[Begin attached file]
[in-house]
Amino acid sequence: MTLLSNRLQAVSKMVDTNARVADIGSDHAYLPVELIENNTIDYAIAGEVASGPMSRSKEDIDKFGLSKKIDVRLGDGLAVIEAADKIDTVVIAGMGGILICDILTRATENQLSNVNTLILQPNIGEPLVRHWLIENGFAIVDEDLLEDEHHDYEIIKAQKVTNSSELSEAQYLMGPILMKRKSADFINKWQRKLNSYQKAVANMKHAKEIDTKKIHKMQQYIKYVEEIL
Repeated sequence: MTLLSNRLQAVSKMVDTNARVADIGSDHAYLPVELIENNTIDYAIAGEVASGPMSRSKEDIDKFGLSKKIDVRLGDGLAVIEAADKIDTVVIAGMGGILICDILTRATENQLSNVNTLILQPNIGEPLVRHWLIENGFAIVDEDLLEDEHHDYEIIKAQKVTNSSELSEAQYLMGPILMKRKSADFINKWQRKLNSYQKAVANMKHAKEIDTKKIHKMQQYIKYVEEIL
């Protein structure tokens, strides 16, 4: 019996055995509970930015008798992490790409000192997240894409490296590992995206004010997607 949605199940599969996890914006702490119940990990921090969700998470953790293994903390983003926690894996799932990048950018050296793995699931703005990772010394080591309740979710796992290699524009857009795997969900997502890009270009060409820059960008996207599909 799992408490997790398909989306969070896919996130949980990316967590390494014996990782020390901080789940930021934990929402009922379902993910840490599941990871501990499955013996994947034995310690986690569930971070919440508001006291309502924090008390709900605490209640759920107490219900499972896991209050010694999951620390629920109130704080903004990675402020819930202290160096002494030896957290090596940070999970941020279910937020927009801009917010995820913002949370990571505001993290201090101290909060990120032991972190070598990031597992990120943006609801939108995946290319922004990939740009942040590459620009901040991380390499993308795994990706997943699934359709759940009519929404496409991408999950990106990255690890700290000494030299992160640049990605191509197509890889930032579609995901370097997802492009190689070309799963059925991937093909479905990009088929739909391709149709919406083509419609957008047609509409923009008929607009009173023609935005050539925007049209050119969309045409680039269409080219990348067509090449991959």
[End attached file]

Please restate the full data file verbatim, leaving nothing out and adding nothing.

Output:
[in-house]
Amino acid sequence: MTLLSNRLQAVSKMVDTNARVADIGSDHAYLPVELIENNTIDYAIAGEVASGPMSRSKEDIDKFGLSKKIDVRLGDGLAVIEAADKIDTVVIAGMGGILICDILTRATENQLSNVNTLILQPNIGEPLVRHWLIENGFAIVDEDLLEDEHHDYEIIKAQKVTNSSELSEAQYLMGPILMKRKSADFINKWQRKLNSYQKAVANMKHAKEIDTKKIHKMQQYIKYVEEIL
Repeated sequence: MTLLSNRLQAVSKMVDTNARVADIGSDHAYLPVELIENNTIDYAIAGEVASGPMSRSKEDIDKFGLSKKIDVRLGDGLAVIEAADKIDTVVIAGMGGILICDILTRATENQLSNVNTLILQPNIGEPLVRHWLIENGFAIVDEDLLEDEHHDYEIIKAQKVTNSSELSEAQYLMGPILMKRKSADFINKWQRKLNSYQKAVANMKHAKEIDTKKIHKMQQYIKYVEEIL
């Protein structure tokens, strides 16, 4: 019996055995509970930015008798992490790409000192997240894409490296590992995206004010997607 949605199940599969996890914006702490119940990990921090969700998470953790293994903390983003926690894996799932990048950018050296793995699931703005990772010394080591309740979710796992290699524009857009795997969900997502890009270009060409820059960008996207599909 799992408490997790398909989306969070896919996130949980990316967590390494014996990782020390901080789940930021934990929402009922379902993910840490599941990871501990499955013996994947034995310690986690569930971070919440508001006291309502924090008390709900605490209640759920107490219900499972896991209050010694999951620390629920109130704080903004990675402020819930202290160096002494030896957290090596940070999970941020279910937020927009801009917010995820913002949370990571505001993290201090101290909060990120032991972190070598990031597992990120943006609801939108995946290319922004990939740009942040590459620009901040991380390499993308795994990706997943699934359709759940009519929404496409991408999950990106990255690890700290000494030299992160640049990605191509197509890889930032579609995901370097997802492009190689070309799963059925991937093909479905990009088929739909391709149709919406083509419609957008047609509409923009008929607009009173023609935005050539925007049209050119969309045409680039269409080219990348067509090449991959």